List Of Ethical Code Hostings by 3rd-Parties
8) Notabug (Gogs)
9) Framasoft (GitLab)
10) Sourcehut (Sourcehut)
Wow, even @ReverseEagle retooted my post. Thank you very much for bringing up @codeberg and everything to the mainstream.
Hello @dibi58, long time no see and glad to find you again. Hope you are in healthy and fine condition.
Wow, how lively today is. I just came back to Mastodon and I saw many retoots on my Ethical Code Hostings. Even @datenschutzratgeber helped me retoot. Thank you very much for you all!
But could I ask 2 features, if I permitted to do? I think Codeberg needs a clear user guide & explanation of each account features.
Greetings from Indonesia!
(I'm not a programmer)
@codeberg looking at this post I just realised that there is a typo in your slogan. I suppose it should be: Give *your* free project a free home.
@marix hehe, thank you!
Very interesting list! Thanks for sharing. We looked around for git hosting + coding community - venture capital. We didn't find many options. But we are also happy we spotted and went for salsa.debian.org
@ademalsasa There's only one problem with all of these - survivability. Self hosted platforms are amazing (I run and love Gitea myself) but what happens when someone stops paying the hosting bills? Critical open source software could be lost forever. Not suggesting everyone should use Github, just that it's a problem worth thinking about.
provided they all allow you to import/export data with an open protocol that may not be such an issue.
Remember Nokia, Microsoft and Windows Mobile? (They weren't even particularly bad mobile phones, had good cameras and I used them for many years myself).
Microsoft walked away from that after just a few years in spite of pouring millions of dollars into the venture...
@vfrmedia Open protocols are important, but I'm not talking about data mobility, I'm talking about data *retention*. Being able to look at old source code, old versions of things, even projects no longer maintained or used can be a super important part of doing quality engineering. Why do you think people are still zealously hoarding V7 UNIX 30 years after it's become technically irrelevant? Because it's an important learning tool.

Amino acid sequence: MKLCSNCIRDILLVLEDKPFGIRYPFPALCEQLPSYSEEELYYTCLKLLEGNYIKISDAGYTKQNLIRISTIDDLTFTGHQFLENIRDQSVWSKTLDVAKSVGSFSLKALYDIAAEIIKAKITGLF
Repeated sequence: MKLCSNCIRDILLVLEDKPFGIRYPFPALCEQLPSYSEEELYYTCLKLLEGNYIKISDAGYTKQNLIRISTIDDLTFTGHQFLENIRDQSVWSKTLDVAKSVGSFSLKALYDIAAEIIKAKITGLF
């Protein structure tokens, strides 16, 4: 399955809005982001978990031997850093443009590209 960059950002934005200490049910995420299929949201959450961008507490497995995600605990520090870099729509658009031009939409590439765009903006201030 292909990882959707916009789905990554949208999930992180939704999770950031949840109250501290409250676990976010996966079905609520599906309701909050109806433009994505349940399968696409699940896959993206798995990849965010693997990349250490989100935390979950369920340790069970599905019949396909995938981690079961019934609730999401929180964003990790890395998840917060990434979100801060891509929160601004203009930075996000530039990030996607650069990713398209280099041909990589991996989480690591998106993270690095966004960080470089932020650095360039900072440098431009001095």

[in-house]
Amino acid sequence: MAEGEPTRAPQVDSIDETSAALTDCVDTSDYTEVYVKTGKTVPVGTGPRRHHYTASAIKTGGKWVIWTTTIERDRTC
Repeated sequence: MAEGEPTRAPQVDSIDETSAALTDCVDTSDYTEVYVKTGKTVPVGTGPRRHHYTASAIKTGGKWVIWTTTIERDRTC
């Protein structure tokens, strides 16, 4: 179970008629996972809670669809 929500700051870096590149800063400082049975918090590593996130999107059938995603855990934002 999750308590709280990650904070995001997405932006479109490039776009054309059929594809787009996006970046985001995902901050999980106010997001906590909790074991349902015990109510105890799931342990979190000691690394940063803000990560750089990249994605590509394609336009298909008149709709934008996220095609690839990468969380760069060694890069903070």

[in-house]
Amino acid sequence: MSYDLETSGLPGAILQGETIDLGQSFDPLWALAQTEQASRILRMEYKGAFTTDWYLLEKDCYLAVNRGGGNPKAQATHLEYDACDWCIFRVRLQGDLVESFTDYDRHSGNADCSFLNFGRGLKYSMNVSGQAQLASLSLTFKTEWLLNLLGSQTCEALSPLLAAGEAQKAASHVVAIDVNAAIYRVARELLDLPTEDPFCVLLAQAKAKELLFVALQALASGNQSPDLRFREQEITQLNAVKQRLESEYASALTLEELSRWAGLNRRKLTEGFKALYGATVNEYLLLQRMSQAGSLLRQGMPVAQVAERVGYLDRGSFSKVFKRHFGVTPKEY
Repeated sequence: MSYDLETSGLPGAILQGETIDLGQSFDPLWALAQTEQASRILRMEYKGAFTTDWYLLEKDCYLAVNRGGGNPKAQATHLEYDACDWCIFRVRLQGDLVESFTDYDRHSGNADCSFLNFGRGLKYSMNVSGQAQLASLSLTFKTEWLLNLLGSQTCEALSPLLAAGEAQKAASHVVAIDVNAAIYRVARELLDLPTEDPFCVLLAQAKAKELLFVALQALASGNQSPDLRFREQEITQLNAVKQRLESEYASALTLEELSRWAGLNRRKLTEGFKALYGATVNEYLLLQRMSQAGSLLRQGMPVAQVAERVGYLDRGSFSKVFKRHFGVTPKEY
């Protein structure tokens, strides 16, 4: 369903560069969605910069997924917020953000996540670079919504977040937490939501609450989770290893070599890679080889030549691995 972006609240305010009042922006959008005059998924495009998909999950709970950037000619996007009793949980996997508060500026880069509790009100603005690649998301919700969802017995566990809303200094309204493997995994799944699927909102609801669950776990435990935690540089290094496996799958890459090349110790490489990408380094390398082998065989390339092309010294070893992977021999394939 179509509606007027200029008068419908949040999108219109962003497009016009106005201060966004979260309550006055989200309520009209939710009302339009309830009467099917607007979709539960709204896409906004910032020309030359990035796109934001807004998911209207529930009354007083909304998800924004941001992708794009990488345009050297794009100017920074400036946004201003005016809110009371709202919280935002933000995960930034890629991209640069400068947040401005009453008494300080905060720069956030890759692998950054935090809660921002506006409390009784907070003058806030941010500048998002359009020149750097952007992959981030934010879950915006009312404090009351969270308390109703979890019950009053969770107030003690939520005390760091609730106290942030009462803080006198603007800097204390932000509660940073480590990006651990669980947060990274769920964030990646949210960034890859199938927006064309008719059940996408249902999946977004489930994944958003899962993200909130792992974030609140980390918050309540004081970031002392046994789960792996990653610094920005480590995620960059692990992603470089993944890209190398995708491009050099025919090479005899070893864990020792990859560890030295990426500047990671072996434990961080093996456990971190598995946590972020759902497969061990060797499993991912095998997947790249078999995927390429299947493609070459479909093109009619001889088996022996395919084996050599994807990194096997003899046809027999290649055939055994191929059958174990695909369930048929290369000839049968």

@feoh I agree with this, but to some extent the two are interlinked, if there's a way of storing this old data in multiple locations its more likely to survive - I have noticed in hobbies like amateur radio, restoring electronics, and retrocomputing there does seem to be at least some attempt to preserve useful historical data (including taking note that the humans who curate it aren't immortal and many are getting on in years)
@vfrmedia For sure! What I'd love to see is a Github *LIKE* thing that could serve as a central hub for development funded by some company with very big pockets that can easily handle the associated costs, and a distributed protocol where the data can be federated so we don't lose the whole enchilada if the hub goes down :)
The nature of Git itself mitigates a lot of this.
Any developer with a Git clone has the full history of the project. (This includes the person who submitted a three-line patch to fix something nobody else was bothered by.)
If there are no developers at all then it is an unmaintained project and the lack of source is the least of the problems. It needs to be pulled from use ASAP.
@yam655 Wow oh wow do I disagree with this. Being able to examine historical source code is IMPORTANT. It's one thing to say "This is old. Don't use it. Go use THIS instead" but saying "Anything not in regular use should be erased from the face of the earth" feels like a VERY dangerous tack to take.
I see places for active development and business use as being distinct and different from data museums that don't see code changes and don't expect people to be using them in production.
Code as art. Code as history. Code as research ideas for new code. All are good, valid use-cases.
But they don't need functioning repositories that can be confused with things that are safe to have as core technology stacks for public use.
@yam655 I was a release engineer for just shy of two decades. You're NEVER gonna get me to sign up to that being a good idea. Let's agree to disagree.
@yam655 Also I see things like BitTorrernt as providing a refutation of your claim. Have you ever encountered a torrent which was still listed as active but didn't have enough people actually seeding it such that it was in effect no longer available? I have.
Linus Torvalds didn't use source control at all for the Linux kernel for decades. He operated with the knowledge that enough people already had the source downloaded so that there was built-in redundancy.
If nobody has been making changes to the code, it has been abandoned. Abandoned code still in use is extremely dangerous and should be replaced ASAP.
Folks should be replacing abandoned code well before the source disappears. If it were important, it would have a maintainer.
For people who care about, support, or build Free, Libre, and Open Source Software (FLOSS).